As you may have noticed, female cartoonists are dominating sales charts (well graphic novel sales charts, anyway) and awards and current cartooning classes are anywhere from 50 to 75% female. It seems that a majority of the most notable “emerging cartoonists” are women, and a lot of folks have been joking that it’s hard to find up and coming men in comics.

When I first saw that cartooning students were overwhelmingly female, I was excited to see the long gender imbalance of the industry changing. But then I began to wonder if this meant that it would become a less prestigious industry.

Because as more women enter a field, the pay becomes lower. The New York Times laid this out in a piece called As Women Take Over a Male-Dominated Field, the Pay Drops and it has tons of studies and statistics to back up this grim and upsetting fact.

And there was substantial evidence that employers placed a lower value on work done by women. “It’s not that women are always picking lesser things in terms of skill and importance,” Ms. England said. “It’s just that the employers are deciding to pay it less.”

A striking example is to be found in the field of recreation — working in parks or leading camps — which went from predominantly male to female from 1950 to 2000. Median hourly wages in this field declined 57 percentage points, accounting for the change in the value of the dollar, according to a complex formula used by Professor Levanon. The job of ticket agent also went from mainly male to female during this period, and wages dropped 43 percentage points.

The same thing happened when women in large numbers became designers (wages fell 34 percentage points), housekeepers (wages fell 21 percentage points) and biologists (wages fell 18 percentage points). The reverse was true when a job attracted more men. Computer programming, for instance, used to be a relatively menial role done by women. But when male programmers began to outnumber female ones, the job began paying more and gained prestige.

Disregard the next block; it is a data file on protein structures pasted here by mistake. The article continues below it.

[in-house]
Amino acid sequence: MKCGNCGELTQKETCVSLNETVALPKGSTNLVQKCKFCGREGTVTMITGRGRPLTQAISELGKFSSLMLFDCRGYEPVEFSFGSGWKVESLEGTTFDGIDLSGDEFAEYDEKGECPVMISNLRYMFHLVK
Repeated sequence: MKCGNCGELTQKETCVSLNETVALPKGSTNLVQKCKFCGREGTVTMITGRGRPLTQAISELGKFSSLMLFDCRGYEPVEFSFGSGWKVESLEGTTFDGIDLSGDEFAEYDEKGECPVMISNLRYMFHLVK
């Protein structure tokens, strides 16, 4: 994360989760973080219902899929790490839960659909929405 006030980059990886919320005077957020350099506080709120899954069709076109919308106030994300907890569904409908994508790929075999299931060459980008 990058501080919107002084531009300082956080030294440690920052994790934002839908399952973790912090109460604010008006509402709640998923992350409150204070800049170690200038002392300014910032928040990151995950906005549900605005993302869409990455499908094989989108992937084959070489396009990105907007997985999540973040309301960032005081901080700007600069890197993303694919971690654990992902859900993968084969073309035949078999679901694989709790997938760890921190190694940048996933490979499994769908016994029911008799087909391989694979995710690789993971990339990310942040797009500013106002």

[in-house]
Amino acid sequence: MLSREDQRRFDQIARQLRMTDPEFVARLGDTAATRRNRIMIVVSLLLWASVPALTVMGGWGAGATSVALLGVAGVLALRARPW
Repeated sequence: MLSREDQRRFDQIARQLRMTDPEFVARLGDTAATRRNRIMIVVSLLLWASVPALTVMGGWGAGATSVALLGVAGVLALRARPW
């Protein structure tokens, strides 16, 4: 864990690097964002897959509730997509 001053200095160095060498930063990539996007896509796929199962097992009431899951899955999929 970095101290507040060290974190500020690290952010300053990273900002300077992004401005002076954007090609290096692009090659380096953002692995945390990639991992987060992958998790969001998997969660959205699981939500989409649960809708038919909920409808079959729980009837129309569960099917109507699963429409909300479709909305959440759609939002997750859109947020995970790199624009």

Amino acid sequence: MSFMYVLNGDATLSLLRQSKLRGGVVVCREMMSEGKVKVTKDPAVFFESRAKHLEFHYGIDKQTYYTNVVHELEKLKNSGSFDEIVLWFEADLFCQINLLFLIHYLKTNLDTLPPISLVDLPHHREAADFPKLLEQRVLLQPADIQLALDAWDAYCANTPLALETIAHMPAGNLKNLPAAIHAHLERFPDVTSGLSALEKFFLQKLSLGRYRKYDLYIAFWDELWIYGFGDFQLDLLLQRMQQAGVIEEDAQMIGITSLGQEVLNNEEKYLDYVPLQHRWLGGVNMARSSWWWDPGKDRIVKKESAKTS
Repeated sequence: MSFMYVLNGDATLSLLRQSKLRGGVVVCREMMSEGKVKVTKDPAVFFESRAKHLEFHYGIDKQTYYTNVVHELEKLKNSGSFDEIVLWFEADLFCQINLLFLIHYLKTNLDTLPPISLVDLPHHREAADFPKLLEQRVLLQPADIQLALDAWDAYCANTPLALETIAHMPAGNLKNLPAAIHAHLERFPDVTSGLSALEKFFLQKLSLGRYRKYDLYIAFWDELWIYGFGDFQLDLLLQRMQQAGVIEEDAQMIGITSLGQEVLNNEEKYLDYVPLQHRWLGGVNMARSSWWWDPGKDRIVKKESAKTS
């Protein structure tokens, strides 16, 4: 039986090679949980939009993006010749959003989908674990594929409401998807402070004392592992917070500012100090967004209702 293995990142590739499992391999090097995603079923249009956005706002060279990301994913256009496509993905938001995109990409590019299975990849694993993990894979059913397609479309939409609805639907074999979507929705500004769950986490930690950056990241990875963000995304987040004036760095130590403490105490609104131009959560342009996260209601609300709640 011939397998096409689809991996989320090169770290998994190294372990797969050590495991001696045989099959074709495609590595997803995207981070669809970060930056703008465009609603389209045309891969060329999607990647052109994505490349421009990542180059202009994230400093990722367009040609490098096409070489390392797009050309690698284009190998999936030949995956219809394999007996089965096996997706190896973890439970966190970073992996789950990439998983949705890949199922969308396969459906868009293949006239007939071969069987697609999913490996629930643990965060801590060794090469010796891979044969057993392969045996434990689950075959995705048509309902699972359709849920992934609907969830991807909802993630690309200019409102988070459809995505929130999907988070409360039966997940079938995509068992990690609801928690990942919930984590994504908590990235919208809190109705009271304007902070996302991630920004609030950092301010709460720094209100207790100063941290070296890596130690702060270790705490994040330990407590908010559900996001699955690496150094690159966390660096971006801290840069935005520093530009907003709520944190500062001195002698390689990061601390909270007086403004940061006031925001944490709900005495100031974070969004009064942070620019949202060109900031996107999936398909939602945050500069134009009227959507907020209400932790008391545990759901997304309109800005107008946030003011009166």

Pay gaps between male and female cartoonists have been documented (at least one cartoonist with am ambiguous name got offered a lower page rate when her gender was know.) And as we’ve noted here many times, page rates have stagnated at best and fallen at worst in recent years. A lot of publishers who aren’t DC and Marvel pay rates well below the big two, and even art rates under $100 are sadly common.

Of course, this general fact that women’s professions are less pretigious and earn less is appalling in its own right. Why is women’s work so little valued in so many cultures around the world?

Granted, creative fields have very different pay rates than blue collar and office work. Female pop stars seem to do just fine. But even winning an Oscar wasn’t enough to get Jennifer Lawrence the same rate as her male co-stars in American Hustle. And Hollywood’s own wage gap is well documented.

For now, women who are creating best-selling graphic novels are doing just fine by making huge royalties. But I can’t help but wonder if the influx of women making comics might have some subconscious deleterious effects as well.